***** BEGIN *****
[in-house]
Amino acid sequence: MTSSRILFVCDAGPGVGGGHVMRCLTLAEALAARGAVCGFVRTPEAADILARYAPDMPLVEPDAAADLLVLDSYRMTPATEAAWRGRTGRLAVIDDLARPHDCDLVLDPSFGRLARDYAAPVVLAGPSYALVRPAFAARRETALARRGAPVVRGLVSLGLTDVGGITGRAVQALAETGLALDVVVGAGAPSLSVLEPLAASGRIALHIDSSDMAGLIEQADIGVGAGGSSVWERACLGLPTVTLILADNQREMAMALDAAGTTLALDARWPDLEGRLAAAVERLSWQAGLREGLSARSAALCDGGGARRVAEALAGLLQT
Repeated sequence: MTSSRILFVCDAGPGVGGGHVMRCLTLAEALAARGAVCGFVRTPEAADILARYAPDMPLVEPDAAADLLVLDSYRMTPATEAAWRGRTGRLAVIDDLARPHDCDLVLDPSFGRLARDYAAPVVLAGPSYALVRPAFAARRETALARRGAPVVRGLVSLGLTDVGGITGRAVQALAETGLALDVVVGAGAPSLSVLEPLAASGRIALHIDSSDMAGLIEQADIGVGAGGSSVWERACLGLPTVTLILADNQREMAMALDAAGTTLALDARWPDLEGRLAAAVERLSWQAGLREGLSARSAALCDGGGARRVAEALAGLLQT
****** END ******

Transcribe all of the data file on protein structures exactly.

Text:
[in-house]
Amino acid sequence: MTSSRILFVCDAGPGVGGGHVMRCLTLAEALAARGAVCGFVRTPEAADILARYAPDMPLVEPDAAADLLVLDSYRMTPATEAAWRGRTGRLAVIDDLARPHDCDLVLDPSFGRLARDYAAPVVLAGPSYALVRPAFAARRETALARRGAPVVRGLVSLGLTDVGGITGRAVQALAETGLALDVVVGAGAPSLSVLEPLAASGRIALHIDSSDMAGLIEQADIGVGAGGSSVWERACLGLPTVTLILADNQREMAMALDAAGTTLALDARWPDLEGRLAAAVERLSWQAGLREGLSARSAALCDGGGARRVAEALAGLLQT
Repeated sequence: MTSSRILFVCDAGPGVGGGHVMRCLTLAEALAARGAVCGFVRTPEAADILARYAPDMPLVEPDAAADLLVLDSYRMTPATEAAWRGRTGRLAVIDDLARPHDCDLVLDPSFGRLARDYAAPVVLAGPSYALVRPAFAARRETALARRGAPVVRGLVSLGLTDVGGITGRAVQALAETGLALDVVVGAGAPSLSVLEPLAASGRIALHIDSSDMAGLIEQADIGVGAGGSSVWERACLGLPTVTLILADNQREMAMALDAAGTTLALDARWPDLEGRLAAAVERLSWQAGLREGLSARSAALCDGGGARRVAEALAGLLQT